Saturday 28 March 2009

The Week...

Quote of the week was from Michelle de Kretser's 'The Lost Dog' - a splendid piece of writing, the absence of which from last year's Booker shortlist is yet another reason to denounce the 2008 judges as a bunch of halfwits. And the quote itself, richly loaded for all the spareness of its phrasing:" ...takeaway (food) was an offence that compounded profligacy with neglect. Love merited the effort of indifferent home cooking." It speaks volumes!

Discovery of the week: was that in making posset (as in Marsala Posset with Prunes) it's necessary to have an astringent of some kind in order to make the cream set properly. As long as the flavouring agent being used is wine-based ( sherry, for example, or marsala) then that will do the trick. But in trying a version that was liqueur-based instead - as I did several days ago, when experimenting with a Blackberry and Amaretto version - then you have to include a generous squirt of something like lemon juice in order to kick-start the process. (I don't entirely understand why this should be, as the process of making clotted cream relies entirely on heating the cream, and includes no additives at, go figure). If you leave out the astringent when making posset, though, then the cream won't set properly and will just remain half-heartedly runny.

New recipe of the week: a staggeringly good ice-cream, made from Crème Anglaise (6 egg yolks, 6 tbs sugar, 500 ml milk, half a tsp vanilla essence), 2 tbs Fowlers Black Treacle, half a McVities Ginger Cake (diced), 1 tbs dark rum, and 50g of finely diced candied orange peel. Lots of strong flavours vying with each other for attention, but none of them completely dominant or even readily identifiable in the end result. Best served with something like apple pie, that will cut the richness of the ice cream.

Buy of the week: a small copper saucepan, specifically for making sauces in exquisitely concentrated quantities. Not sure what it cost, as the Tech Dept found it on ebay, and muttered vaguely that it was 'around a fiver', when quizzed on the subject. A bargain, by any measure. (It's already joined the growing pile of things to be transported to Italy, next week - along with a pair of Holbelias, five picture lights, a bottle of Boyajian Orange Oil, a set of sofa cushions, some Miracle-Gro plant food, and a kilo of peeled almonds...)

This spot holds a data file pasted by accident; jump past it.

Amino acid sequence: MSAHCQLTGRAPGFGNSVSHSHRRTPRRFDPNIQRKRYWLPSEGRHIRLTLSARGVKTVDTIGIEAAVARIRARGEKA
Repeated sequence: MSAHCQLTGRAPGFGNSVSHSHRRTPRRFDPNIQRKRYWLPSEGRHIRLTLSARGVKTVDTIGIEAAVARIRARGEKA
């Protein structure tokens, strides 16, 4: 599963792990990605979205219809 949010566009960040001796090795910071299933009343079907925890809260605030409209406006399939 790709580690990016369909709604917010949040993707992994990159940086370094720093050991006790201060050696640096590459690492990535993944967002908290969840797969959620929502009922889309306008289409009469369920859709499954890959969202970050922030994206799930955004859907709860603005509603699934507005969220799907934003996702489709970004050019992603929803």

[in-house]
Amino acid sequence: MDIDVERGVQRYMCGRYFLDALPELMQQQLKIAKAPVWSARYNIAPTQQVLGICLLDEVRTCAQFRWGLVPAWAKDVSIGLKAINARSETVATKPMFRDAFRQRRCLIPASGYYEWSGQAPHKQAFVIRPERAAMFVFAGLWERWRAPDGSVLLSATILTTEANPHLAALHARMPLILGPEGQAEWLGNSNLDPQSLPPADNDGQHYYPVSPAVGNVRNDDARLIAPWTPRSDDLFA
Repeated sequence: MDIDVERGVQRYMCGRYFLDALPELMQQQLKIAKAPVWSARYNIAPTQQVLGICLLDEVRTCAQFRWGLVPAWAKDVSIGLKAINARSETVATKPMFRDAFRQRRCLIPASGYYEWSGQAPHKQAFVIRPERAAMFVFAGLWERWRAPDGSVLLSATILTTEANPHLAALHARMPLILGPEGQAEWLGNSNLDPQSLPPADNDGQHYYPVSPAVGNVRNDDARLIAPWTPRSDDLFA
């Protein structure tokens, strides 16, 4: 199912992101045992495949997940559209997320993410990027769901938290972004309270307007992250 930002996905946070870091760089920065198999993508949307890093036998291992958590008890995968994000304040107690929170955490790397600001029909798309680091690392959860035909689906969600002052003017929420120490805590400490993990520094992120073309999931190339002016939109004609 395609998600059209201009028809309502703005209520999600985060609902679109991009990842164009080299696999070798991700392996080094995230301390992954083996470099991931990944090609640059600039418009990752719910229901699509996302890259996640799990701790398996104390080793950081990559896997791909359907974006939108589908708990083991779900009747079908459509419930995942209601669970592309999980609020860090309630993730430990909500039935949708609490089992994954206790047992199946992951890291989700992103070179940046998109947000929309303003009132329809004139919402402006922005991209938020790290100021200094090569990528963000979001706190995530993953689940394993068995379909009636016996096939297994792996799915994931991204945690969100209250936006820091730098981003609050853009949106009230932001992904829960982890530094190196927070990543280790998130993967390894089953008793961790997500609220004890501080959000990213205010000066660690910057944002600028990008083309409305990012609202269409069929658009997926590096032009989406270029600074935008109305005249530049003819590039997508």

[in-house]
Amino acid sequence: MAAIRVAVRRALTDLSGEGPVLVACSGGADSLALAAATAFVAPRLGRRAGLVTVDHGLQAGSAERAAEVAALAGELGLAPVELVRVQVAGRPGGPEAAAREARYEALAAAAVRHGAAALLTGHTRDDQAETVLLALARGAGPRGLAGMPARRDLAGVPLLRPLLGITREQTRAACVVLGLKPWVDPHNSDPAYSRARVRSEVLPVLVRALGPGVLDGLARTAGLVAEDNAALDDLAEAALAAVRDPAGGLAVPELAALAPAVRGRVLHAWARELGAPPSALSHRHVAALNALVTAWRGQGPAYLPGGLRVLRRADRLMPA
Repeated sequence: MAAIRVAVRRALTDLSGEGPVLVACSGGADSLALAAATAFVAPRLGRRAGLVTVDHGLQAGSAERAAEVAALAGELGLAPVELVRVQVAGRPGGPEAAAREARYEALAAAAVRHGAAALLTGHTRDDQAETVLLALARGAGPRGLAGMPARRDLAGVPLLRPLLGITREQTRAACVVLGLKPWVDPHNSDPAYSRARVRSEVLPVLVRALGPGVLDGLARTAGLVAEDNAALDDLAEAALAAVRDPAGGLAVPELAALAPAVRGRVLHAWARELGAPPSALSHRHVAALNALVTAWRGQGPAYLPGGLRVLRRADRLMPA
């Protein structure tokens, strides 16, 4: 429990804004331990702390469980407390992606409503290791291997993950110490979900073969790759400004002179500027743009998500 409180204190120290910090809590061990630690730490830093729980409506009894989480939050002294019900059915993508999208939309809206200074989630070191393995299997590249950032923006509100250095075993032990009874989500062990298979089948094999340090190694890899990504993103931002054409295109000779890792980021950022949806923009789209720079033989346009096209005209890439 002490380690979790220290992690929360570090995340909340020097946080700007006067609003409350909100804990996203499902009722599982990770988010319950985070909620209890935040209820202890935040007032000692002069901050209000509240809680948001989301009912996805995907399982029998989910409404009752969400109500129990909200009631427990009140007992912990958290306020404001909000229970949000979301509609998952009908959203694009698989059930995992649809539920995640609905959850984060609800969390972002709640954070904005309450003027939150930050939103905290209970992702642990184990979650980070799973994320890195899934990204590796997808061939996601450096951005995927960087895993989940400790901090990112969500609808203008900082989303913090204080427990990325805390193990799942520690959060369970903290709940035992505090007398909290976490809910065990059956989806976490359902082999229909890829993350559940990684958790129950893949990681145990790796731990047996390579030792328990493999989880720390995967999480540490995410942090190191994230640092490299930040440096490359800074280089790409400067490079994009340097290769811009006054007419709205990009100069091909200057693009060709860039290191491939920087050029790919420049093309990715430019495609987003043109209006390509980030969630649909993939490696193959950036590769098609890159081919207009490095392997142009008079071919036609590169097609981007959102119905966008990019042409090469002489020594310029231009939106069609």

Question of the week: what in God's name are we doing in grey and cold and dismal London, when Tempo Italia shows that the weather in Pisa this week is glorious?

Tonight's Dinner (post Cinema):

Warm Smoked Salmon

Roast Beef; Carrots/Mushrooms/Scallions sautéed in Butter, with Cumin.

Meringues, with Crème Chantilly and Raspberries

Monday 23 March 2009

Recipe: Lemon Tart

Two things make this recipe a phenomenal success:
1. Use of ‘00’ flour for the pastry (not only does it produce a superbly-textured pastry, but the flavour of the baked tart shell is distinct and delicious – not unlike a particularly good digestive biscuit); and
2. The filled tart should be baked in an oven set at only around 130 degrees C, so that the filling ‘sets’ rather than ‘cooks’; this gives it a wonderfully velvety quality.

Over the years, I’ve tried many different methods for making Lemon Tart. This one is as good as it gets!

For an 8” diameter tart.

Ingredients: Short-crust pastry made with 5 oz ‘00’ Flour, 4 oz Butter and water; 4 Eggs; 2 oz Sugar (or equivalent volume Splenda); zest from 2 Lemons, and the juice from 1; half a cup of cream. Icing Sugar, to dust the surface of the finished tart.


1. Roll out pastry and use it to line a greased (or Trennwaxed) 8” false-bottomed tart tin. Leave to rest in the fridge for half an hour, then bake blind for twenty minutes in a 200 degree C oven. (The shell needs to be fully baked at this stage).

2. Reduce the oven temperature to 130 degrees C.

3. Whisk the Eggs in a bowl with the Sugar (or Splenda); whisk in the Cream, along with the Lemon zest and juice (and if you have any Boyajian Lemon Oil, then add a couple of drops of this also – it raises the lemon ‘hit’ significantly).

4. Pour the filling into the tart shell, and bake for approximately 45 minutes; remove from the oven as soon as the filling is clearly no longer liquid when you gently shake the tart tin to test for done-ness.

Allow to cool, and sprinkle with Icing Sugar. Serve.